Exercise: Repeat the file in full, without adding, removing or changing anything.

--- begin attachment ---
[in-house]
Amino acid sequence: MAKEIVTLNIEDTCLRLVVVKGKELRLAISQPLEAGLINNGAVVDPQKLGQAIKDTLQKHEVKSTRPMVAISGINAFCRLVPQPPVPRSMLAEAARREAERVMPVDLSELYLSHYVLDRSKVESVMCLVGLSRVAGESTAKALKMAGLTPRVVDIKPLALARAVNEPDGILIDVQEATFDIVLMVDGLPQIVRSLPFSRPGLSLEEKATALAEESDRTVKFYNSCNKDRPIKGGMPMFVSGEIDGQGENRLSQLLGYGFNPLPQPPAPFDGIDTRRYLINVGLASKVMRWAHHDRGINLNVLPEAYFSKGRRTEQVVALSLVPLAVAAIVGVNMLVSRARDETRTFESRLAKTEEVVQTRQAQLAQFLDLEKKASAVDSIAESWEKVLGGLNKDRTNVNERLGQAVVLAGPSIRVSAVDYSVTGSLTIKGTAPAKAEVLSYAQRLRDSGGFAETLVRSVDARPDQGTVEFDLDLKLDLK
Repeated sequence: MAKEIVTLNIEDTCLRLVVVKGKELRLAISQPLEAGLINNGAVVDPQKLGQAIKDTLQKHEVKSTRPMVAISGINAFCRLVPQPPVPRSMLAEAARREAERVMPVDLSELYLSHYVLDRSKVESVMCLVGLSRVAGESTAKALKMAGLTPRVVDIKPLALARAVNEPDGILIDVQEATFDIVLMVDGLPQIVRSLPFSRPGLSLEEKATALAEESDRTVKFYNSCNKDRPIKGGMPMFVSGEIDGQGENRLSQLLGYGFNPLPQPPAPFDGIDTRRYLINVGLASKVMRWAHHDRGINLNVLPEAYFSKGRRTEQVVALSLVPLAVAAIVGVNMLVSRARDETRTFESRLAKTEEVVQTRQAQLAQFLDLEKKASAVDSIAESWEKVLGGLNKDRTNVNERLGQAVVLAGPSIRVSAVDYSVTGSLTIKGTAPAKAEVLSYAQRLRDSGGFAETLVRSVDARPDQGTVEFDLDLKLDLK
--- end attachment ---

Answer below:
[in-house]
Amino acid sequence: MAKEIVTLNIEDTCLRLVVVKGKELRLAISQPLEAGLINNGAVVDPQKLGQAIKDTLQKHEVKSTRPMVAISGINAFCRLVPQPPVPRSMLAEAARREAERVMPVDLSELYLSHYVLDRSKVESVMCLVGLSRVAGESTAKALKMAGLTPRVVDIKPLALARAVNEPDGILIDVQEATFDIVLMVDGLPQIVRSLPFSRPGLSLEEKATALAEESDRTVKFYNSCNKDRPIKGGMPMFVSGEIDGQGENRLSQLLGYGFNPLPQPPAPFDGIDTRRYLINVGLASKVMRWAHHDRGINLNVLPEAYFSKGRRTEQVVALSLVPLAVAAIVGVNMLVSRARDETRTFESRLAKTEEVVQTRQAQLAQFLDLEKKASAVDSIAESWEKVLGGLNKDRTNVNERLGQAVVLAGPSIRVSAVDYSVTGSLTIKGTAPAKAEVLSYAQRLRDSGGFAETLVRSVDARPDQGTVEFDLDLKLDLK
Repeated sequence: MAKEIVTLNIEDTCLRLVVVKGKELRLAISQPLEAGLINNGAVVDPQKLGQAIKDTLQKHEVKSTRPMVAISGINAFCRLVPQPPVPRSMLAEAARREAERVMPVDLSELYLSHYVLDRSKVESVMCLVGLSRVAGESTAKALKMAGLTPRVVDIKPLALARAVNEPDGILIDVQEATFDIVLMVDGLPQIVRSLPFSRPGLSLEEKATALAEESDRTVKFYNSCNKDRPIKGGMPMFVSGEIDGQGENRLSQLLGYGFNPLPQPPAPFDGIDTRRYLINVGLASKVMRWAHHDRGINLNVLPEAYFSKGRRTEQVVALSLVPLAVAAIVGVNMLVSRARDETRTFESRLAKTEEVVQTRQAQLAQFLDLEKKASAVDSIAESWEKVLGGLNKDRTNVNERLGQAVVLAGPSIRVSAVDYSVTGSLTIKGTAPAKAEVLSYAQRLRDSGGFAETLVRSVDARPDQGTVEFDLDLKLDLK